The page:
"And thou shalt take of the blood that is upon the altar, and of the anointing oil" — This second anointing (cp. v. 7) seems to be the only one received by the ordinary priests (cp. Lev. 8:30), so that Aaron was "anointed with the oil of gladness above his fellows" (Heb. 1:9). The mixture of the blood with the oil symbolised the close connection existing between justification (through the blood) and sanc-tification (through the Spirit-Word) leading to life eternal.


But why should the high priest be anointed twice in comparison with the single anointing of the ordinary priest? Because of his status, which pointed forward to that of Christ. The unique conception of the Lord constituted him "that holy thing," and his status as such was further endorsed by his "christing" (anointing) at the Jordan when he commenced his public ministry.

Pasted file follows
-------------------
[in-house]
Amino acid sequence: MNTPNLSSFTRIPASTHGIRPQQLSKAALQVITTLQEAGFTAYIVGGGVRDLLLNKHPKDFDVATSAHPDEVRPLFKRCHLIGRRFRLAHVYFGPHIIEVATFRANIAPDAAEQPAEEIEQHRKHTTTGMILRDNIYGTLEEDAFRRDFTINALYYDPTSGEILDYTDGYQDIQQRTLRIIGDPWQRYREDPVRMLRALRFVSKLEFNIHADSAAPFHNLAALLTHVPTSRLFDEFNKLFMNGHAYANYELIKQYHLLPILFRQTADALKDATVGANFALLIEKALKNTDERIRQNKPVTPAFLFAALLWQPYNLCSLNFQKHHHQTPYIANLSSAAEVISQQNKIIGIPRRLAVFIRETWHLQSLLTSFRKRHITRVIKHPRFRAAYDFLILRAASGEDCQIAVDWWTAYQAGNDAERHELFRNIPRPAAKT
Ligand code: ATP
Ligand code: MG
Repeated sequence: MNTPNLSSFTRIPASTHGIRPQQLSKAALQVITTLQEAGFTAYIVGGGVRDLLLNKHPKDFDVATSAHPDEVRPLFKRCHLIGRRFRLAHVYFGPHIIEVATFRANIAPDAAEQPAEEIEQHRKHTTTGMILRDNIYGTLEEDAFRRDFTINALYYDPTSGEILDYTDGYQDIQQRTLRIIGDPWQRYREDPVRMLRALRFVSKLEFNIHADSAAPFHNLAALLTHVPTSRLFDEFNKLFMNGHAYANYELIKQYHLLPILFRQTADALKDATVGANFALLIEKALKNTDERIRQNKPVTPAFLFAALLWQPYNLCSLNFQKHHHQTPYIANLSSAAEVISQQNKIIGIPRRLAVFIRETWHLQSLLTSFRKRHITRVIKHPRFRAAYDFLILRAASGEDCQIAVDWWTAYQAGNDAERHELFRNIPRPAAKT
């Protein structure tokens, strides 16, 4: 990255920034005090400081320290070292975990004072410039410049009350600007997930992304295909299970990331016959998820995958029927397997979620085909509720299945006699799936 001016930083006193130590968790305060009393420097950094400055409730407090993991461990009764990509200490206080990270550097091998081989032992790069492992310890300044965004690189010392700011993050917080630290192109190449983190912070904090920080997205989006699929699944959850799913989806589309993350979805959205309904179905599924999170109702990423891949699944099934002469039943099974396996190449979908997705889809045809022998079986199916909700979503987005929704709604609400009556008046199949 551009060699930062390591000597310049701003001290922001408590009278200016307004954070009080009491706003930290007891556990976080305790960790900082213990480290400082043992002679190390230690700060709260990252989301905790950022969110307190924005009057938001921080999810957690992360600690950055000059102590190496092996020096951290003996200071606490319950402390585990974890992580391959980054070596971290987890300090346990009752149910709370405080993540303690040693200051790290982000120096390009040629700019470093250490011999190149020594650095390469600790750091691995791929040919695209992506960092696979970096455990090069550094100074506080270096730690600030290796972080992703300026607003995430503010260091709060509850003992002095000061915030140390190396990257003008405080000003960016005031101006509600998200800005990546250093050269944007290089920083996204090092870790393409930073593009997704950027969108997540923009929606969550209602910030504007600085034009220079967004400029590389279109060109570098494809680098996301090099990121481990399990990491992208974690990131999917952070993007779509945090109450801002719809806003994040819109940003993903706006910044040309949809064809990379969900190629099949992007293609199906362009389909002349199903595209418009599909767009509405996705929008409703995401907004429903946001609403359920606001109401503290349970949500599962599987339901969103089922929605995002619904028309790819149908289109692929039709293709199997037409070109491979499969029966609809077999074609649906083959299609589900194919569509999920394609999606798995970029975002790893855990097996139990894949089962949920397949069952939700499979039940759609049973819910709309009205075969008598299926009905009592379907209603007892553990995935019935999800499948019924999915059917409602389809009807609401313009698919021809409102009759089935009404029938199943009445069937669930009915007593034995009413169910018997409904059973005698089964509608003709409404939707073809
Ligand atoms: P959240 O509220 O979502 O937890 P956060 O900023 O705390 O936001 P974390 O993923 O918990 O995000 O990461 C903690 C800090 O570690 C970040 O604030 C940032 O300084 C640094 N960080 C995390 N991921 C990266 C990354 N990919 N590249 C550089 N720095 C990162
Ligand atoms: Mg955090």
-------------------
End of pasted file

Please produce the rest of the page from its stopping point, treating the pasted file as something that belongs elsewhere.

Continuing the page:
"And sprinkle it upon Aaron" The verb is nazar instead of zaraq as in the previous verse. Here it does mean "to sprinkle."


"And upon his garments" Aaron's garments were the insignia of his holy office, and therefore were sanctified, or set apart, to his exclusive use.


"And upon his sons, and upon the garments of his sons with him"The principle of holiness was to be continued in the generations of the family of Aaron. His sons would reflect the dedication of their father, as must the "children" of the greater high priest (Heb. 2:13).


"And he shall be hallowed, and his garments, and his sons, and his sons' garments with him" — All were conse crated to holy service, pointing forward "to the blood of sprinkling that speaketh better things than that of Abel" (Heb. 12:24).


"Also thou shalt take of the ram the fat and the rump" — For a comment on the use of fat in sacrifice, see v. 13. The word "rump" is alyah, from a root signifying "strength." It relates to the stout part of the ram, its fat tail. Sheep are not "tailed" in the Middle East as they are in Australia, and much of the "fat" or "strength" of the animal is stored in its tail. The RV renders the word "fat tail," representing stored energy and goodness.